With the global proliferation of violent extremism and the renewed threat of nation-states and rogue nations, there is no debate surrounding the necessity of the Guard and its mission. Currently 1,500 N.C. National Guardsmen are deployed overseas. The unsettled, global security environment no longer guarantees advanced notice prior to an overseas deployment — we must always remain ready.
Maj. Gen. Greg Lusk, 40th Adjutant General of the N.C. National Guard
Tarheel ChalleNGe graduates largest class SNAP Online
The Tarheel ChalleNGe Academy in New London graduated its fifth and largest class Friday.
Typically not until June do graduates turn tassels and walk to Pomp and Circumstance, except when TCA graduates its latest cadets. One hundred cadets received their diplomas, pushing the total number of graduates for the program at 5,074.
Local dignitaries, family and friends filled the Stanly County Agri-Civic Center to observe TCA’s 49th graduation. Nationally, TCA is celebrating its 25th anniversary this year, 24th in North Carolina.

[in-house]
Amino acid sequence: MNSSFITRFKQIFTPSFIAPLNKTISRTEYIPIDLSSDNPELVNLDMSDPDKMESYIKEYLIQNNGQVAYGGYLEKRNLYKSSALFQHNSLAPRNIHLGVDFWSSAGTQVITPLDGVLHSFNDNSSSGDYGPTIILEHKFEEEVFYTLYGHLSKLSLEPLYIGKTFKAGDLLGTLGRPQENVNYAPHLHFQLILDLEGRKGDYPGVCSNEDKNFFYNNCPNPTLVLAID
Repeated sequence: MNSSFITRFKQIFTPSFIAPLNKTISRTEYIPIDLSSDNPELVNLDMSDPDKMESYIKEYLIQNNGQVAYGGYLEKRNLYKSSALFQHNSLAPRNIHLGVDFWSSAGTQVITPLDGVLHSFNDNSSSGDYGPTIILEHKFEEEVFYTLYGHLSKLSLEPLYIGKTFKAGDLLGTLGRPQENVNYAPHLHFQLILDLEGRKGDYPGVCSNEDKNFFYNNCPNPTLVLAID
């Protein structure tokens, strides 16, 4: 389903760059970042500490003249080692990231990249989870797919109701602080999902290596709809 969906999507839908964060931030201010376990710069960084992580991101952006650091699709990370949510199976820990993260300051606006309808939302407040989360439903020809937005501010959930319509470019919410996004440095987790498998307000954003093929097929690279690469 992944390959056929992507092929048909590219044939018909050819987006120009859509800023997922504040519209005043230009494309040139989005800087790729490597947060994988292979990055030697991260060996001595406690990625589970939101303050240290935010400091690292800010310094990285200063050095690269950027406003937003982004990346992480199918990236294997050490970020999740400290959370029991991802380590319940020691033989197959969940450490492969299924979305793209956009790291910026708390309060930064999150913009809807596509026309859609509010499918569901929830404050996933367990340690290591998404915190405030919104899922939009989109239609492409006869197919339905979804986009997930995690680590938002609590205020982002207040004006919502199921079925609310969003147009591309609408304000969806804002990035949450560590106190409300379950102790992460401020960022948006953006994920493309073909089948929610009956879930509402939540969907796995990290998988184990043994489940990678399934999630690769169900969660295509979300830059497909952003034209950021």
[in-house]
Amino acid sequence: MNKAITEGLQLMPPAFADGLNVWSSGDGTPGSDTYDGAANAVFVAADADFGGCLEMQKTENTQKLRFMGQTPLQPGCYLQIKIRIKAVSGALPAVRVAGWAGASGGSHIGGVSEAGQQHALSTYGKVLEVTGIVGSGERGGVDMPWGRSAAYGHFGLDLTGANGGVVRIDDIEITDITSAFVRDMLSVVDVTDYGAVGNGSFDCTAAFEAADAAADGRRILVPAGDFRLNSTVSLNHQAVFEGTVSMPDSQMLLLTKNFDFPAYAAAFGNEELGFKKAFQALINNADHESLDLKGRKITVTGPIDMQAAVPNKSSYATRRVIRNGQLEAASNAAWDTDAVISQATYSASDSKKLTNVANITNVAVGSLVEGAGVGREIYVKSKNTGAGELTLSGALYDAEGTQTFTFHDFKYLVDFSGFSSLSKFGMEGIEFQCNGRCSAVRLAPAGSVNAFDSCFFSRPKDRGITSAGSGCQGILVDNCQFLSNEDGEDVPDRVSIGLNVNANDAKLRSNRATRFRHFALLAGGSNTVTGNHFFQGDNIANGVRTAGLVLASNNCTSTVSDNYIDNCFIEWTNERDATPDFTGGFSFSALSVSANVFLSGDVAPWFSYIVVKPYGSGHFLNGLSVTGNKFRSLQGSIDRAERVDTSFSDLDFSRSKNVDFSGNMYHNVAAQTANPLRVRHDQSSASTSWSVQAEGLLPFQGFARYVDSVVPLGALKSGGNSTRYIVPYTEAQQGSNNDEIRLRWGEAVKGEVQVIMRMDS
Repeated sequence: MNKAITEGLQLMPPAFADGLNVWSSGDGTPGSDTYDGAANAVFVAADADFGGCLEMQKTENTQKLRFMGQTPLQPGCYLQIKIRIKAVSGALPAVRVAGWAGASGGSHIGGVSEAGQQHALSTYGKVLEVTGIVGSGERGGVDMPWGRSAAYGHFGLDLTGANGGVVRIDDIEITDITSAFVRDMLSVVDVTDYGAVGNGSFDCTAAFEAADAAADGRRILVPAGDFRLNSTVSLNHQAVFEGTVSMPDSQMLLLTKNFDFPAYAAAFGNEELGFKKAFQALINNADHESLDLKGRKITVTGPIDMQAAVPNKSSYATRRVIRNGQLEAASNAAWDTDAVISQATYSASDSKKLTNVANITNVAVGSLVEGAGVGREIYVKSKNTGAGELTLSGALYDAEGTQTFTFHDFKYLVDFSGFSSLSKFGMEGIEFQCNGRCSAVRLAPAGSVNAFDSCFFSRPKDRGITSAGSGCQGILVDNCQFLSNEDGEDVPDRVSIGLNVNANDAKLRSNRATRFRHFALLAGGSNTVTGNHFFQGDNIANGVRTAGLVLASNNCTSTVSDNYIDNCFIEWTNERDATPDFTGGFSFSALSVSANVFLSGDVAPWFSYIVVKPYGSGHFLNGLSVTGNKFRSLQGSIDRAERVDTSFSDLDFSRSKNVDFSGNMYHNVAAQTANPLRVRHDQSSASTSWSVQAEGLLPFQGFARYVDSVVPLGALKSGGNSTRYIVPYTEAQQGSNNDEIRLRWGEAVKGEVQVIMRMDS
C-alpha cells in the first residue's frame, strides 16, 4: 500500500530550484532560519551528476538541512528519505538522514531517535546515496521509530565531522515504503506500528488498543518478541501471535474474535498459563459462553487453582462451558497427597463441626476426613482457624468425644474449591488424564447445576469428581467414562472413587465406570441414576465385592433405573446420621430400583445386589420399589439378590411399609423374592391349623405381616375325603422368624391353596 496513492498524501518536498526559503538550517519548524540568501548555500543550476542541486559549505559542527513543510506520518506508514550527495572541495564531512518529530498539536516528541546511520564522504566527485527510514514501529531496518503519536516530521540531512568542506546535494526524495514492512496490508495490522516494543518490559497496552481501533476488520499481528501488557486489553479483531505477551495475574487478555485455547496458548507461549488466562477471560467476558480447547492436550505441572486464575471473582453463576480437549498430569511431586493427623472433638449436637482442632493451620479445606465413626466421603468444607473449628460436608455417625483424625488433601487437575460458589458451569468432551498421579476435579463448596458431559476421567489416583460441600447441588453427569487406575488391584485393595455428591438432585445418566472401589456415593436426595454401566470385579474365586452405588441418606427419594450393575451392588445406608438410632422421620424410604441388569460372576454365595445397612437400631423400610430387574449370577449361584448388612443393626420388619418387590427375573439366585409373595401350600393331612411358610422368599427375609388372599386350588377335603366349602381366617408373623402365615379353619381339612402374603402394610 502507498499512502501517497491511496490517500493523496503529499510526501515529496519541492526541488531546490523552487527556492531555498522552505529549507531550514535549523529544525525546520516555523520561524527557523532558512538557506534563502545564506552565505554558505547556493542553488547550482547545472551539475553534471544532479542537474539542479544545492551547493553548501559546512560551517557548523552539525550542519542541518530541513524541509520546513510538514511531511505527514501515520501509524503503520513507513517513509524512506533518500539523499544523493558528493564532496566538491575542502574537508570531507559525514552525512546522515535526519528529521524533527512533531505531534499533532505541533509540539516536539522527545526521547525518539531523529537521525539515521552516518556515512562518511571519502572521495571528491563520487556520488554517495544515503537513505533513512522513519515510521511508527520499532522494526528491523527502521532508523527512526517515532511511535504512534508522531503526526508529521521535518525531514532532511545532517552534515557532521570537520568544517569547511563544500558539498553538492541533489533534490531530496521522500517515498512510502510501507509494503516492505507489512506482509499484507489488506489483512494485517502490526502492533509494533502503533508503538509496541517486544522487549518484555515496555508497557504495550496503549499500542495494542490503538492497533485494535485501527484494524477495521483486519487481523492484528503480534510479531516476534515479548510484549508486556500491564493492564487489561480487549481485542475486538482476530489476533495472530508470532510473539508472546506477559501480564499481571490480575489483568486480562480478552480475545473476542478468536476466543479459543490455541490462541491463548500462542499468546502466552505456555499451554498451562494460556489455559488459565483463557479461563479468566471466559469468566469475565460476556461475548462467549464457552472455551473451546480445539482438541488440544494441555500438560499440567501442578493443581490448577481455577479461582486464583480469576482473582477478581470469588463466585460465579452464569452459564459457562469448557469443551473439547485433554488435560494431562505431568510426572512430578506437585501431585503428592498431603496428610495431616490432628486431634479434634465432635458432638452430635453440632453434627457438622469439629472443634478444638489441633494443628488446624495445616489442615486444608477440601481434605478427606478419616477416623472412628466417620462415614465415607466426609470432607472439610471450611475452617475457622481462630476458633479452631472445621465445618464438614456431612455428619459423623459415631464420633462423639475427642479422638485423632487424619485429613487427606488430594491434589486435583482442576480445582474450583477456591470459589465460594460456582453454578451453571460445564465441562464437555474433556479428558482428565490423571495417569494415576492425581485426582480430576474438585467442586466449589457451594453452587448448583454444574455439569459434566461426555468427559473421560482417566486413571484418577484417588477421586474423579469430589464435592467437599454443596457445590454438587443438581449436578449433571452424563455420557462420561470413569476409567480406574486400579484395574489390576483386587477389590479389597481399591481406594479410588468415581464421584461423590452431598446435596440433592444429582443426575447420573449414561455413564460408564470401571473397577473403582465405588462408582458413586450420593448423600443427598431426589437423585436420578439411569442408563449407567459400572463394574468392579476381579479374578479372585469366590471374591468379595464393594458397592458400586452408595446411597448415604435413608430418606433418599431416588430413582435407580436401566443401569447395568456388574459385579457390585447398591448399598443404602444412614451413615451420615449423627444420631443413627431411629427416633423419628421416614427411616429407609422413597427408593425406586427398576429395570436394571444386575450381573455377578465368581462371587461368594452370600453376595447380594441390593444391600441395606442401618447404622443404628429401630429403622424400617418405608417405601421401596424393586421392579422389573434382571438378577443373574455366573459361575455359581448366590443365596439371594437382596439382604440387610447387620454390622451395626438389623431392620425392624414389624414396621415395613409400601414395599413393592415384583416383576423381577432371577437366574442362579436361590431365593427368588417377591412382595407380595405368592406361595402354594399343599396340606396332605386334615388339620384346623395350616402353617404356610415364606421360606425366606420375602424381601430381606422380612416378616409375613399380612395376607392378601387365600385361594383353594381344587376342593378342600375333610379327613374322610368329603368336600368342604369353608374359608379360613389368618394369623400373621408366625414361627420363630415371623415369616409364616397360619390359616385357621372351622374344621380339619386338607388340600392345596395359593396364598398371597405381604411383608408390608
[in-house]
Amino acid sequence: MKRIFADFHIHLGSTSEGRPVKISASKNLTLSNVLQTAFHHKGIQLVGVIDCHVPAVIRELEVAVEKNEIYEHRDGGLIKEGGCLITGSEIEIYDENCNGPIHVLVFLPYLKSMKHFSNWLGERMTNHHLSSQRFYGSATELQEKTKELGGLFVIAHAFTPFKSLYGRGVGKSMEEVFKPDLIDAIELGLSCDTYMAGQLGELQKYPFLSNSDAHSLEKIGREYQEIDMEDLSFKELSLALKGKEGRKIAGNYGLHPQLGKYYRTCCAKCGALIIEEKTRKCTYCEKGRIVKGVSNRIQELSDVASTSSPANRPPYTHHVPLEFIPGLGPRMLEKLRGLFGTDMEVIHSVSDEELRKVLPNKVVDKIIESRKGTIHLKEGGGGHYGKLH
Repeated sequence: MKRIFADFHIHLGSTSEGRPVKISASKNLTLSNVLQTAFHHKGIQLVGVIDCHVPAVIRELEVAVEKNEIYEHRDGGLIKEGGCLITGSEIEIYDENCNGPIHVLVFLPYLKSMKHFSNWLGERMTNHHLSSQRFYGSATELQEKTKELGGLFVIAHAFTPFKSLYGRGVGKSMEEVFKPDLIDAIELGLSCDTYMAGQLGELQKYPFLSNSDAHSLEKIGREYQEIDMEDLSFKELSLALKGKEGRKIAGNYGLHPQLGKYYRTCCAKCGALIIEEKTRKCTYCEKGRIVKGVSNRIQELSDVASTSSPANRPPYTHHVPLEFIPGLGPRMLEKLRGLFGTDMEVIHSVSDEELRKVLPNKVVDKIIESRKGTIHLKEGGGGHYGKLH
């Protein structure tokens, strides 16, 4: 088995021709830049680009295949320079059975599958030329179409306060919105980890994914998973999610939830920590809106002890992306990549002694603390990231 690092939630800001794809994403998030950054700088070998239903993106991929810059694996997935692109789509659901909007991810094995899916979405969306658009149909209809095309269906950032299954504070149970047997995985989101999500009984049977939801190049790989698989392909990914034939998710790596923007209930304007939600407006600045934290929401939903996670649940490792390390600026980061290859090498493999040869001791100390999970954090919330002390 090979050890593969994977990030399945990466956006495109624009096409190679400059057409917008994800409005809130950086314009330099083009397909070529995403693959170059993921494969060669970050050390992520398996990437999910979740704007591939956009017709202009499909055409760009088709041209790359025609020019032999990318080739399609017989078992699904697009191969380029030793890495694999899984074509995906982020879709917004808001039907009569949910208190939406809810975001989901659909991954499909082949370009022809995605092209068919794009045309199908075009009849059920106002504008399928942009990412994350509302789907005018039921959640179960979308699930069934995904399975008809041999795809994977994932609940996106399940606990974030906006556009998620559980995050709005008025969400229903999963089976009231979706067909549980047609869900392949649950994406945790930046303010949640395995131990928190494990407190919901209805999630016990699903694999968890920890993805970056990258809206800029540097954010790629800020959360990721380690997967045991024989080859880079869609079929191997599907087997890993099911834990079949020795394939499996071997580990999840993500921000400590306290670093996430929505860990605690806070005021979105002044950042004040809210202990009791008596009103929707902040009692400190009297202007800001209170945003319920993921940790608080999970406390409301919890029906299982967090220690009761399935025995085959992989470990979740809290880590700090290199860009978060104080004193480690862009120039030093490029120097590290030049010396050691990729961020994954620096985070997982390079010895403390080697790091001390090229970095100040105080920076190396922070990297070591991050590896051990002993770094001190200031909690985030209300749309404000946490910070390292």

Commencement speaker John Enamait, president of Stanly Community College, delivered an anecdotal message about overcoming obstacles, including family challenges, in pursuit of a better life.
His personal story showed how early influences often pose unintended challenges, especially when it comes to getting an education. Sometimes moving forward means “gettin’ above your raisin’,” Enamait said.
Inside Tuesday’s Rock Hill Schools Safety Summit, school officials and law enforcement discussed the game plan: how to keep students safe.
Superintendent Kelly Pew said the district has added tip lines, student resources officers and threat assessment teams to help identify a problem before any violence occurs